Oh, well . . . we’ve gone this far, I suppose we might as well continue and just accept the premise on faith. This fable has a really great ending and moral that I would hate for all of you to miss and besides it’s not as if any other truly terrific stories haven’t suffered from questionable beginnings. I mean, how likely is it that Atticus Finch, an intelligent, educated, sensitive man, would choose to remain living and raise his two motherless children in a poor, Podunk, racist town like Maycomb Alabama?

But perhaps I digress . . .

Anyway, the crow attempted every act of physicality of which he was capable, as well as several others of which he was not, without any luck reaching what he desired at the pitcher’s bottom.

He was almost frantic with thirst by this point. A lesser crow might have given into despair but, as I think I previously mentioned, this was an especially smart crow. What made him so clever is also unclear. Perhaps in his quest for suitable bodies of drinking water, he happened to perch upon the bathtub of Archimedes at the very moment when that eminent mathematician and sage had his revelation about proportional displacement by volume.

If that was what happened, we must forgive the crow for not drinking at this point because it was bathwater, after all, and not that of Angelina Jolie. Plus, he was frightened away, as I am sure most of us would have been by the sight of a naked and possibly mentally unstable Greek man jumping up out of a bathtub.

Whatever the case, the bird had a “Eureka!” moment of its own. It immediately flew off – not in search of water this time but small rocks. It soon returned with one clutched in its beak and dropped it into the pitcher.

Because the mouth of the pitcher was so narrow, the rocks were really no larger than pebbles and the bird had to repeat the process over and over and over again. Nonetheless, the accumulation of rocks, which sank to the bottom, caused the level of the fluid in the pitcher to rise until it was quite close to the top.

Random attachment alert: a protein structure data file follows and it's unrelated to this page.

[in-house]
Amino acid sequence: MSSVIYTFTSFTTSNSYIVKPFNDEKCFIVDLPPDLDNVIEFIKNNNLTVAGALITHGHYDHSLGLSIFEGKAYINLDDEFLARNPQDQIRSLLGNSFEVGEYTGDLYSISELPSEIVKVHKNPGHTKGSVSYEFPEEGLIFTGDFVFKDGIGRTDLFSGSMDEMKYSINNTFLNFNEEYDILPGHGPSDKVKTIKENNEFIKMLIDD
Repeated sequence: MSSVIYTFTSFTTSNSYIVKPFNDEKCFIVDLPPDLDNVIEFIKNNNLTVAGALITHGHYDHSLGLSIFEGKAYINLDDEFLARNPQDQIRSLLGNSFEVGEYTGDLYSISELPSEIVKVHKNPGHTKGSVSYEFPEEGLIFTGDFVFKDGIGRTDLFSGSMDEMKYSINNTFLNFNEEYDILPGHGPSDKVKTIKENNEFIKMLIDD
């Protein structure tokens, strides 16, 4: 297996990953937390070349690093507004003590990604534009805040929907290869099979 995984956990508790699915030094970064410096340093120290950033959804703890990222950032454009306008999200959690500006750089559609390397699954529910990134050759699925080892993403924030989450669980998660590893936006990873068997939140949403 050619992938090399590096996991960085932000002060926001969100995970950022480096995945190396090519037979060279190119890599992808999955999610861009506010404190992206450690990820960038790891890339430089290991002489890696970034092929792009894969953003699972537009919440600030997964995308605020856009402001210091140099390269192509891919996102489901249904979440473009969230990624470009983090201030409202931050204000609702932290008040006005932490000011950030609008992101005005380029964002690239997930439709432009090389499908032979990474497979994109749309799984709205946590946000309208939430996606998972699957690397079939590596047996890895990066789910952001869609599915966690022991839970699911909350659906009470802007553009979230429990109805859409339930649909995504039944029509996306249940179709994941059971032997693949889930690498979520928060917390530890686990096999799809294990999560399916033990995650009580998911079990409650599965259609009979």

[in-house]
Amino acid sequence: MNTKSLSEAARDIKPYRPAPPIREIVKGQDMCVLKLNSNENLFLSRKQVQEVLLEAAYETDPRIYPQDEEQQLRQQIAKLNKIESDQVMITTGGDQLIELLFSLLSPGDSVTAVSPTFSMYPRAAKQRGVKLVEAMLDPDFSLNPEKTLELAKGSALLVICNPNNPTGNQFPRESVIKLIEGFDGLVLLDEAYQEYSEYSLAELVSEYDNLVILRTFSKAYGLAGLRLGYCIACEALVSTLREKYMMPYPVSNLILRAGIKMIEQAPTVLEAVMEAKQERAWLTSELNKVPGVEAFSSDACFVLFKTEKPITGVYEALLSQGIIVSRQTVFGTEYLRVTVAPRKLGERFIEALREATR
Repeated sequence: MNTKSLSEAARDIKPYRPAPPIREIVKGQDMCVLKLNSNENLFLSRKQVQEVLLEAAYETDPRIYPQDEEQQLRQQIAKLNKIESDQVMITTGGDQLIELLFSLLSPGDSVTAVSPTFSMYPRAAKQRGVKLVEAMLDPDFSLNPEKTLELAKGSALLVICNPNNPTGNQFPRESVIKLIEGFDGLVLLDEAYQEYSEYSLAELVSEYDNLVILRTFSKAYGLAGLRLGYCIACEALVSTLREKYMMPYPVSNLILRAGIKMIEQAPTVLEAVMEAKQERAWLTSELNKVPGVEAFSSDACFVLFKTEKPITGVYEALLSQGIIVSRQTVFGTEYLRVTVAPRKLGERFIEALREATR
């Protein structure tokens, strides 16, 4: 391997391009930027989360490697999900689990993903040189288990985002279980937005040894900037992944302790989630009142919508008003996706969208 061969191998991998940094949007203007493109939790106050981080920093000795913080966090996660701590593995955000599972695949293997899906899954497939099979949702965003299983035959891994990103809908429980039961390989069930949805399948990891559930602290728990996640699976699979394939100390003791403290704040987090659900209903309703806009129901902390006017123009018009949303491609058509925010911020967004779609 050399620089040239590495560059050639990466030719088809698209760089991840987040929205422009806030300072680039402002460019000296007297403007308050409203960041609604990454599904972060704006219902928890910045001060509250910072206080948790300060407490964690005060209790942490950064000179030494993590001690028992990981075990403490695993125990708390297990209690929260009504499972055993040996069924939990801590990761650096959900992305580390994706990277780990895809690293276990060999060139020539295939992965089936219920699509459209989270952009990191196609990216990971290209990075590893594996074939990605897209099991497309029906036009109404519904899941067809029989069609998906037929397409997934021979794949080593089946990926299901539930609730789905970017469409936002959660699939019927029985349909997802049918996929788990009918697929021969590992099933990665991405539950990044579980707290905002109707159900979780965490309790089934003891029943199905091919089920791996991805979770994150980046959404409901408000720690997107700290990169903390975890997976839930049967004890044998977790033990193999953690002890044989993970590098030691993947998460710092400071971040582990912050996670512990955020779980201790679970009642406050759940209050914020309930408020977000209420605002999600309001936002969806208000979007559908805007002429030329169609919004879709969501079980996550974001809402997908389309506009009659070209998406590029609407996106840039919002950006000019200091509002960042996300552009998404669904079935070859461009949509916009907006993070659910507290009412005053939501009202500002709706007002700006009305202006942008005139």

Only then did the thirsty crow pause in its efforts to take a much-deserved drink . . .

. . . and promptly fell over to commence a protracted and unpleasant death.

You see, the liquid in the pitcher was not fresh water but rather a distillation of hemlock. Incredibly, it contained the remains of the poison drunk earlier that day by Socrates as his accepted punishment for the crime of “corrupting” Athenian youth.

The crow might have alerted himself to his danger had he bothered to sniff the liquid and detected its pungent odor, reminiscent of parsnips. In fairness, crows rely much more on their sense of sight than that of smell, so perhaps we cannot damn him too much on this point. Conversely, his reliance on vision places the crow in a particularly bad light for failing to notice the body of the dead philosopher lying stretched out a mere five feet away from the pitcher.

Apparently, cleverness and acute observation are not mutually dependent.


“By necessity, some inventions are a real mutha.”

– or –

“Little by little gets the futile job done.”

– or –

“It is not whether you see the glass (i.e. pitcher) as half-empty or half-full but rather you correctly see what is next to the glass that marks discerning judgment.”

– or –

“Sometimes knowledge is much more important than imagination (sorry, Einstein).”